Part of the Solution

Idealistic musings about eDiscovery

Craig Ball, Predictive Coding, and Wordsmithing

Boy, I wish I could write like Craig Ball does.

I have written many articles and blog posts on technology-assisted review, but all my thousands of words cannot communicate my beliefs on the subject as gracefully, powerfully, and concisely as Craig recently put it:

Indeed, there is some cause to believe that the best trained reviewers on the best managed review teams get very close to the performance of technology-assisted review. …

But so what?  Even if you are that good, you can only achieve the same result by reviewing all of the documents in the collection, instead of the 2%-5% of the collection needed to be reviewed using predictive coding.  Thus, even the most inept, ill-managed reviewers cost more than predictive coding; and the best trained and best managed reviewers cost much more than predictive coding.  If human review isn’t better (and it appears to generally be far worse) and predictive coding costs much less and takes less time, where’s the rational argument for human review?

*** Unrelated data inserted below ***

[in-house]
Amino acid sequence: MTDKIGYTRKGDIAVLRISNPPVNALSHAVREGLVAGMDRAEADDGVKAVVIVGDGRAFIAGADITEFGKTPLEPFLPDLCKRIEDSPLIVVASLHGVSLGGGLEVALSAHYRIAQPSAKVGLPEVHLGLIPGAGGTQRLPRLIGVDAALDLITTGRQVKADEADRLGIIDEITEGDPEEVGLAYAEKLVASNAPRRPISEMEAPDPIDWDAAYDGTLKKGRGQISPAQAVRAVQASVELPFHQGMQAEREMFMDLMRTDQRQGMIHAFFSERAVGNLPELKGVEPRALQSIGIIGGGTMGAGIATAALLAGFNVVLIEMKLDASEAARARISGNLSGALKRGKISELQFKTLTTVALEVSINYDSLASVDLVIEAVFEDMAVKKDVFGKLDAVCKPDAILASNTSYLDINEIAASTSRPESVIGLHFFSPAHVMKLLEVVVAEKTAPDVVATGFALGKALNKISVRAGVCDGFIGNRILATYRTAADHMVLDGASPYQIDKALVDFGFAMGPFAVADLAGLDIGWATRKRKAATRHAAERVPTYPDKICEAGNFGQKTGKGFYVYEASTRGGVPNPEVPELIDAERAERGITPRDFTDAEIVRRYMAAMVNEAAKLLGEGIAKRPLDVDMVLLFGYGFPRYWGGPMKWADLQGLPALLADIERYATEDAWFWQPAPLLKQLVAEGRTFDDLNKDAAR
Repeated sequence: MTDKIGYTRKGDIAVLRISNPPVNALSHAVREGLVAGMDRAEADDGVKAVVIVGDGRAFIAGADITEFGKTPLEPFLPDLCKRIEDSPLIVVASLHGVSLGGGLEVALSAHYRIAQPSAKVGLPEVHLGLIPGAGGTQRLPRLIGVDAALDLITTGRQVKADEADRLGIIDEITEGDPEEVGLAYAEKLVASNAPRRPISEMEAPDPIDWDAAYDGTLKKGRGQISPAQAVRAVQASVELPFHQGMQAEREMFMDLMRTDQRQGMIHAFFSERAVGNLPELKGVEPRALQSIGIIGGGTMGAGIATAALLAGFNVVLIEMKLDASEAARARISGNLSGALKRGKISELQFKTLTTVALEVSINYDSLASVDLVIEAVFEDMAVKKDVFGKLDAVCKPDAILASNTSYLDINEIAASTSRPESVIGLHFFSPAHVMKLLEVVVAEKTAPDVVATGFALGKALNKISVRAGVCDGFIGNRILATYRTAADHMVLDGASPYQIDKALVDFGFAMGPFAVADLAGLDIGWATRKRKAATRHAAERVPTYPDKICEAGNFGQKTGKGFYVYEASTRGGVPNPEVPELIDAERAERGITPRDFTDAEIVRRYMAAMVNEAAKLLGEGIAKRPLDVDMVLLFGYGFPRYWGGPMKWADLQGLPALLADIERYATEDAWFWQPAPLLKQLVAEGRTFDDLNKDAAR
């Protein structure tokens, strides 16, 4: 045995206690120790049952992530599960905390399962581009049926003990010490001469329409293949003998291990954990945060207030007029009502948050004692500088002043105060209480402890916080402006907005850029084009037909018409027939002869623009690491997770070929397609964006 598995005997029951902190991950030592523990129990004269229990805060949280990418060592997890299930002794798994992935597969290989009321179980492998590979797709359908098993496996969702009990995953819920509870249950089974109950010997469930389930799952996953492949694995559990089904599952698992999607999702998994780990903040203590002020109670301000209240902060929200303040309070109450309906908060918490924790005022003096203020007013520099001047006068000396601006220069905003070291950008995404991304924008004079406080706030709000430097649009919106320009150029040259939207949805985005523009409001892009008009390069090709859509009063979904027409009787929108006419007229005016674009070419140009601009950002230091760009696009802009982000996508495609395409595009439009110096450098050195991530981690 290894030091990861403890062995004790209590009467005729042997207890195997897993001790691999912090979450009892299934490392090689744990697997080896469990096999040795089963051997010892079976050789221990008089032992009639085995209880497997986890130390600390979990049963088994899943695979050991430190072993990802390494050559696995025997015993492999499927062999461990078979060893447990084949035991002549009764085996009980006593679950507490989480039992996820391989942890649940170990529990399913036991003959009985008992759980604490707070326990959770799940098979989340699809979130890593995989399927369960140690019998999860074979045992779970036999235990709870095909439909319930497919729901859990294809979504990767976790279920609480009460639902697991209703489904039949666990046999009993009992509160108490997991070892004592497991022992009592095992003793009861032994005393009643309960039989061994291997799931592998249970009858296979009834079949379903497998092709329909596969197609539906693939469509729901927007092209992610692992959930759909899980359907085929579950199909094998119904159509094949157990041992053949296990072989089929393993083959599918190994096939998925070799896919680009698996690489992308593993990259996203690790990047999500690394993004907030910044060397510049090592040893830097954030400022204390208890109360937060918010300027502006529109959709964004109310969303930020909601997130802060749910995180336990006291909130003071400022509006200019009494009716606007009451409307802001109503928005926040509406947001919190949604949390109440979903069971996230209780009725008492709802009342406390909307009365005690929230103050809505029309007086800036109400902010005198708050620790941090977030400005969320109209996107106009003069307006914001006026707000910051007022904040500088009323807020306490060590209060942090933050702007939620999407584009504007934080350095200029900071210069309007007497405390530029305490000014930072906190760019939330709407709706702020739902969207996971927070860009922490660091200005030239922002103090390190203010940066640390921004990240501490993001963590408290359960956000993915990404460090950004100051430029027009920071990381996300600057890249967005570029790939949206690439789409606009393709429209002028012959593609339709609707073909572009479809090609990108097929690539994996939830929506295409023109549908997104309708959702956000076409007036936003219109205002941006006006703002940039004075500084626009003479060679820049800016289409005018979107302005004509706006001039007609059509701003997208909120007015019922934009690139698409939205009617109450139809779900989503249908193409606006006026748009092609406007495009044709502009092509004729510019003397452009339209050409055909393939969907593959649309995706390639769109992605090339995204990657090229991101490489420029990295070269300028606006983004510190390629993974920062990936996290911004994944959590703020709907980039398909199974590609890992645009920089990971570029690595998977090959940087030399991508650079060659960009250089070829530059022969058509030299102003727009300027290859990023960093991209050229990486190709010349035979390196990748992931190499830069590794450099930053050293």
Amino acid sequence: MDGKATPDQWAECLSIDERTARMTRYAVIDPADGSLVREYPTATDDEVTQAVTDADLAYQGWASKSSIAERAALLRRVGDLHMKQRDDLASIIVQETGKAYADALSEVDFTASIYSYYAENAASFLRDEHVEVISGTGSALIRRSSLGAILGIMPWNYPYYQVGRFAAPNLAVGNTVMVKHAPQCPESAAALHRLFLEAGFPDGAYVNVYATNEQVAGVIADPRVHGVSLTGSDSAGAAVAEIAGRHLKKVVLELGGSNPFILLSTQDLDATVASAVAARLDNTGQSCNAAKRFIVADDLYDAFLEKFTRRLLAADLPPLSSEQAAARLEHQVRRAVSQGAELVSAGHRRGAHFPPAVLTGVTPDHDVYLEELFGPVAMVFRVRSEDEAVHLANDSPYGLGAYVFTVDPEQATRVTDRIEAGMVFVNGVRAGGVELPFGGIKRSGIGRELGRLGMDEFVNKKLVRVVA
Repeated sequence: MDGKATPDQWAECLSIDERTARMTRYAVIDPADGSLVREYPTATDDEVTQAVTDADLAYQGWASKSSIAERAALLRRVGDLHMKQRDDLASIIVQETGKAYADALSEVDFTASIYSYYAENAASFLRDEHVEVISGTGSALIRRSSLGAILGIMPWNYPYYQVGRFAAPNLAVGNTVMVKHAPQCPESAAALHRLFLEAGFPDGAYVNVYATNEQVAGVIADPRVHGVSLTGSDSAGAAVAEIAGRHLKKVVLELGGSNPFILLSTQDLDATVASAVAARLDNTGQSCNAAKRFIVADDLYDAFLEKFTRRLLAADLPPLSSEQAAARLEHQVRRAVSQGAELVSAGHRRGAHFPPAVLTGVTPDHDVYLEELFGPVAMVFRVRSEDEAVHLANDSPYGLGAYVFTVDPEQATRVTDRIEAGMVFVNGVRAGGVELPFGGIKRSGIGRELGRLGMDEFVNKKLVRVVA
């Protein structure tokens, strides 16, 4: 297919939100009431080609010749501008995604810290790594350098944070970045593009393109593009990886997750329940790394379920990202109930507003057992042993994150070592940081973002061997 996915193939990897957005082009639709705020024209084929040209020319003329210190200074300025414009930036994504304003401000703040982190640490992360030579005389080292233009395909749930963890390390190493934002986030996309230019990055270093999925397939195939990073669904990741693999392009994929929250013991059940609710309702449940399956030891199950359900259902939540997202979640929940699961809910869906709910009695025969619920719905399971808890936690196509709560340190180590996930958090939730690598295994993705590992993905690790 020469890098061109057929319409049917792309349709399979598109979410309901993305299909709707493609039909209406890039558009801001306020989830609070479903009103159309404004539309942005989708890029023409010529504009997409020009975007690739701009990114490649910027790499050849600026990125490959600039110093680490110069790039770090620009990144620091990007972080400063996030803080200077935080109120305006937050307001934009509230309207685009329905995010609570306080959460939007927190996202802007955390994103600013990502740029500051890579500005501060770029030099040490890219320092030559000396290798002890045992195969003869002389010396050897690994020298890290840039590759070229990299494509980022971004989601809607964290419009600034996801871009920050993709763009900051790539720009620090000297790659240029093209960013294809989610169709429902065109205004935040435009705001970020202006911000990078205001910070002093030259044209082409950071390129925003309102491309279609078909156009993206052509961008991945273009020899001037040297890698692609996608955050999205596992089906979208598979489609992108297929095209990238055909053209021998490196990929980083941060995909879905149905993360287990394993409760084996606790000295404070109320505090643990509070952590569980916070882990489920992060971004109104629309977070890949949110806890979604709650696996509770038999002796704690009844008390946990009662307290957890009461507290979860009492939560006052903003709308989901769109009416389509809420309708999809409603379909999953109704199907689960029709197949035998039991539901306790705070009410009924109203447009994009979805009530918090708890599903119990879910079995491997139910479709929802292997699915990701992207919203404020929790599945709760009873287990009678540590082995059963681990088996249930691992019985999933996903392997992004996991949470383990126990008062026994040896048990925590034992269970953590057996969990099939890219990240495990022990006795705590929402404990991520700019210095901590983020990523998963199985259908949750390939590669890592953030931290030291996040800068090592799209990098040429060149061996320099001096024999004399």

So, um … yeah, what he said.

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